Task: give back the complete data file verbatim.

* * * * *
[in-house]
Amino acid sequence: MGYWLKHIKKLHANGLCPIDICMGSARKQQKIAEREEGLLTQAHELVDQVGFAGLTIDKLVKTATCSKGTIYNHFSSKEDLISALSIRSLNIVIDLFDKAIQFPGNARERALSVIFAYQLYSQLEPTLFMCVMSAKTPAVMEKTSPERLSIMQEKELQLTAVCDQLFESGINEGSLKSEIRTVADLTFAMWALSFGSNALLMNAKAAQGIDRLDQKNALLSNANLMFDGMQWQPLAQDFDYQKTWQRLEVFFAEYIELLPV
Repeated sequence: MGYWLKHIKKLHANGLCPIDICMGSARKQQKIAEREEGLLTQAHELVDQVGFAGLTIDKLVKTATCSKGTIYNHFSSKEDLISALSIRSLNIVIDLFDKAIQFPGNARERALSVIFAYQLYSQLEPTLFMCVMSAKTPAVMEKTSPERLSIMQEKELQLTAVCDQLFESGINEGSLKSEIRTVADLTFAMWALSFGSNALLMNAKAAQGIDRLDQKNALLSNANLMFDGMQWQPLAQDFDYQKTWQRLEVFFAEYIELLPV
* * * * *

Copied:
[in-house]
Amino acid sequence: MGYWLKHIKKLHANGLCPIDICMGSARKQQKIAEREEGLLTQAHELVDQVGFAGLTIDKLVKTATCSKGTIYNHFSSKEDLISALSIRSLNIVIDLFDKAIQFPGNARERALSVIFAYQLYSQLEPTLFMCVMSAKTPAVMEKTSPERLSIMQEKELQLTAVCDQLFESGINEGSLKSEIRTVADLTFAMWALSFGSNALLMNAKAAQGIDRLDQKNALLSNANLMFDGMQWQPLAQDFDYQKTWQRLEVFFAEYIELLPV
Repeated sequence: MGYWLKHIKKLHANGLCPIDICMGSARKQQKIAEREEGLLTQAHELVDQVGFAGLTIDKLVKTATCSKGTIYNHFSSKEDLISALSIRSLNIVIDLFDKAIQFPGNARERALSVIFAYQLYSQLEPTLFMCVMSAKTPAVMEKTSPERLSIMQEKELQLTAVCDQLFESGINEGSLKSEIRTVADLTFAMWALSFGSNALLMNAKAAQGIDRLDQKNALLSNANLMFDGMQWQPLAQDFDYQKTWQRLEVFFAEYIELLPV